Author Archives: Catherine Borders

About Catherine Borders

Writer. Lover. Reader. The Republic of Letters. Omnia Vanitas Review. Waterline Writers.

On Obama’s strange comments yesterday…

Let’s deconstruct what Obama said about the Caliphate…

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Amina Cain’s Creature is very much alive

Myself, alone, in my bed, is a story. Creature is a quiet place. It’s deliberate, clean, and deeply personal. Delicate too, and therefore deceptively strong. I imagine Amina Cain staring at a block of marble until the story takes shape. … Continue reading

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Fuck The Virgin Suicides

Seriously, fuck this persistent trope of glorifying and preserving the innocent, pretty girl victim, and especially fuck the cultural obsession with “virginity.” Virginity is a social construct. It is impossible to define without making it glaringly obvious that its perimeters … Continue reading

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The Crone inside Howl’s Moving Castle

Virgin. Mother. Crone. The life cycle of a woman according to her lady bits. In Lynne Masland’s “The crone: emerging voice in a feminine symbolic discourse”, the crone is “an alternative symbolic discourse that permits women’s voices to be ‘heard.’” … Continue reading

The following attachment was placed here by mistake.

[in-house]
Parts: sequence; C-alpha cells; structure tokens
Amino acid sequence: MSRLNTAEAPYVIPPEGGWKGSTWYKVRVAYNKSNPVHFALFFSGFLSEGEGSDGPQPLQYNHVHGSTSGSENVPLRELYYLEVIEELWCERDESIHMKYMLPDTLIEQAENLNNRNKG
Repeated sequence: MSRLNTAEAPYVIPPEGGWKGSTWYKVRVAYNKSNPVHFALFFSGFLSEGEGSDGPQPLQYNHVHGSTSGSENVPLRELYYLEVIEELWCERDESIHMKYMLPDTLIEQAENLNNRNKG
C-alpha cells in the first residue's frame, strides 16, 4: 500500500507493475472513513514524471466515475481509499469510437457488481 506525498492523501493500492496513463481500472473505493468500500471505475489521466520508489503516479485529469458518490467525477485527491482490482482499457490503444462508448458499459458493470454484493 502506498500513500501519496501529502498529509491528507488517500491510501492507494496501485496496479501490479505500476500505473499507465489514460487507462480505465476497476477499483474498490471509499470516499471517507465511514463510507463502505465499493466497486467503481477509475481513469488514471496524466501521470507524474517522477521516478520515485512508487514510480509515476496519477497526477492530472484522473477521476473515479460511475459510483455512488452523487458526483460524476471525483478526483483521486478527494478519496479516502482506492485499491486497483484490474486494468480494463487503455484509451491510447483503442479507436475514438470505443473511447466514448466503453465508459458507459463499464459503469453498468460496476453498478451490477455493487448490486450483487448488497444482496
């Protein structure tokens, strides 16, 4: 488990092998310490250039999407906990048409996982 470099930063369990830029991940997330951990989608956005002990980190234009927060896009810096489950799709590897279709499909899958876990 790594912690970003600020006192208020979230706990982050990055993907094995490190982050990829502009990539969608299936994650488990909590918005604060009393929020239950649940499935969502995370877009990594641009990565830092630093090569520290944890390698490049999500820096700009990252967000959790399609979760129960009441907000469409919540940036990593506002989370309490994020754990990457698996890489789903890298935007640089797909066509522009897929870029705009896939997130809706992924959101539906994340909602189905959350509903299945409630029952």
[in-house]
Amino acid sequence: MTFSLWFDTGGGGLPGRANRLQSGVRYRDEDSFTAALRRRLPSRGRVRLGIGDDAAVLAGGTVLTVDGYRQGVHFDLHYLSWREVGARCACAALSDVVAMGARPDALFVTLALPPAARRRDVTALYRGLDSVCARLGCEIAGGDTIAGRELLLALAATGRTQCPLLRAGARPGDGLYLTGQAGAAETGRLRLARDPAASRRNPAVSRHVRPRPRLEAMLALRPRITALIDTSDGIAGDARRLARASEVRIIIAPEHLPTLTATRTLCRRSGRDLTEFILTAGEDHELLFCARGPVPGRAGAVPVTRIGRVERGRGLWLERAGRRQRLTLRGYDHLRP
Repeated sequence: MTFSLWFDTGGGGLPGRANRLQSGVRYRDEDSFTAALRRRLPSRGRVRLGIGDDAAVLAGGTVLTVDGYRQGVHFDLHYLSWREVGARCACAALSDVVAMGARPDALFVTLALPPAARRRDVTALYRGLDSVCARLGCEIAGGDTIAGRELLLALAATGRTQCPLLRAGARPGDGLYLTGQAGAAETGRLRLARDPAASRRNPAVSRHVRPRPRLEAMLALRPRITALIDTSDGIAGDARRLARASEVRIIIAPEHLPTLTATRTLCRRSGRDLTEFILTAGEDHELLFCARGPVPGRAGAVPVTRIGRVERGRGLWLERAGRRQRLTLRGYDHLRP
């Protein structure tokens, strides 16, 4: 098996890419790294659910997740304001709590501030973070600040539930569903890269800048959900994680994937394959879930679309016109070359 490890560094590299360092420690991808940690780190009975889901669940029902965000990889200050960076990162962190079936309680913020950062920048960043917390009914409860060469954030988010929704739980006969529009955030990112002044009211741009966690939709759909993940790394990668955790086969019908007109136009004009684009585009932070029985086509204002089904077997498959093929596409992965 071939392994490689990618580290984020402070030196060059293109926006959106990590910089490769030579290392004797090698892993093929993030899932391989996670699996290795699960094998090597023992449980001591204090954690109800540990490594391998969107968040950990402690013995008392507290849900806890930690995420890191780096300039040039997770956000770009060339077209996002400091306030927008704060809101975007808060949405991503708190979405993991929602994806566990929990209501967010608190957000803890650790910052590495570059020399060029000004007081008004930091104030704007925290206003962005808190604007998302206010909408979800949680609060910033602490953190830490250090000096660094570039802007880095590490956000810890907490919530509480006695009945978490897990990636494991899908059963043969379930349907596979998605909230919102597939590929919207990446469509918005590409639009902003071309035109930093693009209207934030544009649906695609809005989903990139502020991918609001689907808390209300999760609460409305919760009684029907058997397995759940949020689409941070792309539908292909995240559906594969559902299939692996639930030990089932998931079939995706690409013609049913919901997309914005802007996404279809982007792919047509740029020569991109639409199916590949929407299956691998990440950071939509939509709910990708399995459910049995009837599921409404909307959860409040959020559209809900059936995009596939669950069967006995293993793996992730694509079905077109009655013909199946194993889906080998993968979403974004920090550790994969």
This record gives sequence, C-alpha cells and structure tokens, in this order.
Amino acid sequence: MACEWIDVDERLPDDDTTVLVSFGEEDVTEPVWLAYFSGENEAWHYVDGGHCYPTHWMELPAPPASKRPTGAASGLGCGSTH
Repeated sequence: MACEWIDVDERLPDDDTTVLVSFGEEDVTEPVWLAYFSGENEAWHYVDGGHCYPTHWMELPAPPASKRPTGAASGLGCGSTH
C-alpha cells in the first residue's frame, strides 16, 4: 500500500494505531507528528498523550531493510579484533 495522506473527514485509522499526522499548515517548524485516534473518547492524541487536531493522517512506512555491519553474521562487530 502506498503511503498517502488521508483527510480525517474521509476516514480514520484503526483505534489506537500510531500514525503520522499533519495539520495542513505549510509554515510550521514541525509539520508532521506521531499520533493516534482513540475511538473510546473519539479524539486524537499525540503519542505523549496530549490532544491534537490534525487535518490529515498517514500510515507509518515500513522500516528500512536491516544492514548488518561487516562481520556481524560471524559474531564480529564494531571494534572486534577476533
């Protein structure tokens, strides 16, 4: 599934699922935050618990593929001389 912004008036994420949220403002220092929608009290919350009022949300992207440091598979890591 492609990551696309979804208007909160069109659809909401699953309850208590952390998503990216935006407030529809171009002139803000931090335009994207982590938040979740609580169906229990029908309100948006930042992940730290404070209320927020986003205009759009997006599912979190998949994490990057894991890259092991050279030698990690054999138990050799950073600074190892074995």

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m, a poetic reading on the text between Beckett’s L’Innomable and The Unnamable

This book blog post is not about Beckett at all… The inimitable Lily Robert-Foley, best friend extraordinaire, wrote a book, m, that, while a text in and of itself, is more of a transmission: the revelation of, or commentary on … Continue reading

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Bion and Beckett

In preparation for reading my Lily Robert-Foley’s m –– which is a poetic translation project focusing on the third text between Beckett’s autotranslations of his trilogy –– I’m reblogging an old Beckett post I had once written on the slipperiness, … Continue reading

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Feminism and The Ten Year Nap

Meg Wolitzer wrote an acclaimed, lauded, best-seller, The Ten Year Nap, which, in a nutshell, delivers what it promises. (Haha.) Her characters are all stay-at-home moms who were once promising in their careers but left them for one reason or … Continue reading

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